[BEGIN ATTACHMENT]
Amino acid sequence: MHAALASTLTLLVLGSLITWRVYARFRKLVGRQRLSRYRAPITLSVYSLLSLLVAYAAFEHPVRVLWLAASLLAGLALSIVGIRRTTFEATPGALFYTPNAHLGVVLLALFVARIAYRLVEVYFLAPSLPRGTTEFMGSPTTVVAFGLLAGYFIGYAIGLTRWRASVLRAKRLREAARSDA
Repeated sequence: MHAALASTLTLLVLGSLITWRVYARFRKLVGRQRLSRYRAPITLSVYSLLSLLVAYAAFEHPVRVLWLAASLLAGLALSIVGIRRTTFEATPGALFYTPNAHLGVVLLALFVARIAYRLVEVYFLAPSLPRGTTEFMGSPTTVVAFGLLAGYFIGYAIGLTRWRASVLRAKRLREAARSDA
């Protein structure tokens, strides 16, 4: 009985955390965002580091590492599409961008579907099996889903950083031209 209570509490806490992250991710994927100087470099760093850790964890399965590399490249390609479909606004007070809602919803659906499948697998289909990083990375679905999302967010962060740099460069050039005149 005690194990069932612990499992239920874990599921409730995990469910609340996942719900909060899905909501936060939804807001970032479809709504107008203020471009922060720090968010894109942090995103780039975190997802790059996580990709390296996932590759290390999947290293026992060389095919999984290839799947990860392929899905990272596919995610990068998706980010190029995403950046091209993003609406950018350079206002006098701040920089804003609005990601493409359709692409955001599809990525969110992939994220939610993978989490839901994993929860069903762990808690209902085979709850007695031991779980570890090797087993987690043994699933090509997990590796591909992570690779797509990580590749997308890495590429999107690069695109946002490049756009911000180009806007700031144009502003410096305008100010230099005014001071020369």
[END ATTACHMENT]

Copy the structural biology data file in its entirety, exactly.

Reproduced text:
Amino acid sequence: MHAALASTLTLLVLGSLITWRVYARFRKLVGRQRLSRYRAPITLSVYSLLSLLVAYAAFEHPVRVLWLAASLLAGLALSIVGIRRTTFEATPGALFYTPNAHLGVVLLALFVARIAYRLVEVYFLAPSLPRGTTEFMGSPTTVVAFGLLAGYFIGYAIGLTRWRASVLRAKRLREAARSDA
Repeated sequence: MHAALASTLTLLVLGSLITWRVYARFRKLVGRQRLSRYRAPITLSVYSLLSLLVAYAAFEHPVRVLWLAASLLAGLALSIVGIRRTTFEATPGALFYTPNAHLGVVLLALFVARIAYRLVEVYFLAPSLPRGTTEFMGSPTTVVAFGLLAGYFIGYAIGLTRWRASVLRAKRLREAARSDA
């Protein structure tokens, strides 16, 4: 009985955390965002580091590492599409961008579907099996889903950083031209 209570509490806490992250991710994927100087470099760093850790964890399965590399490249390609479909606004007070809602919803659906499948697998289909990083990375679905999302967010962060740099460069050039005149 005690194990069932612990499992239920874990599921409730995990469910609340996942719900909060899905909501936060939804807001970032479809709504107008203020471009922060720090968010894109942090995103780039975190997802790059996580990709390296996932590759290390999947290293026992060389095919999984290839799947990860392929899905990272596919995610990068998706980010190029995403950046091209993003609406950018350079206002006098701040920089804003609005990601493409359709692409955001599809990525969110992939994220939610993978989490839901994993929860069903762990808690209902085979709850007695031991779980570890090797087993987690043994699933090509997990590796591909992570690779797509990580590749997308890495590429999107690069695109946002490049756009911000180009806007700031144009502003410096305008100010230099005014001071020369």